Criteria can be the impact it has on IT, the impact to implement the suggested solution and/or a possible value proposition. It is no use to completely develop a scenario analysis for each use case, as there are too many unknowns at this moment.
Based on the criteria and the categories it is then time to select the Proof of Concepts that will be implemented. Define which stakeholders are important to involve in the project, next to the internal multi-disciplinary team. The multi-disciplinary big data team should be able to implement these Proof of Concepts with minimal efforts. It is better to fail fast and fail often than to develop a complete solution and in the end notice that a wrong turn was taken.
Although big data has the potential to bring a lot of positive results, it is likely that this is not visible from the beginning. Don’t be afraid to fail and start over again in this phase, as it is part of the learning curve how to deal with big data and to better understand how your organisation can best benefit from it. For each organisation after all, the benefits will differ.
The moment the first results come in, it is time to share the results immediately with the entire organisation. Try to get the entire organisation involved in the big data efforts that are done, as this is a requirement for organisations to truly succeed with big data.
Define Processes, Turn Them Into Binary Code and Mix Datasets
Once you have started with a Proof of Concept, it is important to use a wide variety of data sources. More data sources will give you better insights, a process I like to call Mixed Data. When the required data sources are not available, look for possibilities to create them. You can think of adding sensors to your products to gather data or to purchase or download public and open data sets.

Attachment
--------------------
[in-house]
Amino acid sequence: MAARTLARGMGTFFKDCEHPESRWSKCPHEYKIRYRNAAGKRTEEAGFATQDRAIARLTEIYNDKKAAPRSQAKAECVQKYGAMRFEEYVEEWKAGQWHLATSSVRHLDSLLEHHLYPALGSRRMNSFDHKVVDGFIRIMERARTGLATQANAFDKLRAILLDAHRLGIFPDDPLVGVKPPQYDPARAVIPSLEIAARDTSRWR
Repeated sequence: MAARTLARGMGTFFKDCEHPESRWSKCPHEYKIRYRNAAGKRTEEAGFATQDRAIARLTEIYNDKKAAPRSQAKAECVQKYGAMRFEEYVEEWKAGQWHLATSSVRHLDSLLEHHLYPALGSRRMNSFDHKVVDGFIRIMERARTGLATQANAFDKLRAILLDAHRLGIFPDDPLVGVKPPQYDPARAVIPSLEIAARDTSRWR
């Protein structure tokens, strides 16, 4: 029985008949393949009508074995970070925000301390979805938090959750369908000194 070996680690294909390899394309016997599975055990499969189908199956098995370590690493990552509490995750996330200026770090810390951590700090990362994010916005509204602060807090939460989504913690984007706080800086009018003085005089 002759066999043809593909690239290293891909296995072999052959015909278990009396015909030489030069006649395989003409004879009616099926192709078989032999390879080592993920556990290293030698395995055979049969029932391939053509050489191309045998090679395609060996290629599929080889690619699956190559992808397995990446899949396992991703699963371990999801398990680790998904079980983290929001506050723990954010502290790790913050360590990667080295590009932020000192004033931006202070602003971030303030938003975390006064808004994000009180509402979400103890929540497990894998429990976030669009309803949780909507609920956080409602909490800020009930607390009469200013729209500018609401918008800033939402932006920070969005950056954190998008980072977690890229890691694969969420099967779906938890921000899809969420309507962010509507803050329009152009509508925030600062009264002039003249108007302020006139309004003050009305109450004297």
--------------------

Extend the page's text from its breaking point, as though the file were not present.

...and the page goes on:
The next step is to develop the technology to analyse the data. You can use a multitude of analytics techniques such as data mining, clustering analytics or predictive analytics. The technology can exist of a Software-as-a-Service solution or a tailor-made solution, depending on the requirements.
Share Results, Change Culture and Improve
If the results of the Proof of Concepts are positive, it is time to expand the multi-disciplinary big data team throughout the organisation and to start more and larger projects. As the organisation has learned from the Proof of Concepts, it will be possible now to extrapolate the results of the first projects to the new projects. With the lessons learned it is feasible to better define a possible ROI, IT impact, possible process implications and other important criteria.
From there on, the entire process starts all over. For each new project that is done, it is of course important to fail less and implement faster, getting faster results and a more positive result. Whichever use case is chosen, in the end it will affect the net results of the organisation positively, as long as the big data projects are implemented wisely and correctly. Of course, this is not always easy so in case your organisation needs help, it is possible to contact us.
In the end, this roadmap can help your organisation develop and implement a big data strategy that is good for the company, good for your customers and good for society. Big data is too important and has too many implications and advantages to be ignored. So do not waste time and get started developing your big data strategy.
Image Credit: SNP_SS/Shutterstock
Sign in or become a The Digital Speaker - Future Tech Strategist member to join the conversation.
Just enter your email below to get a log in link.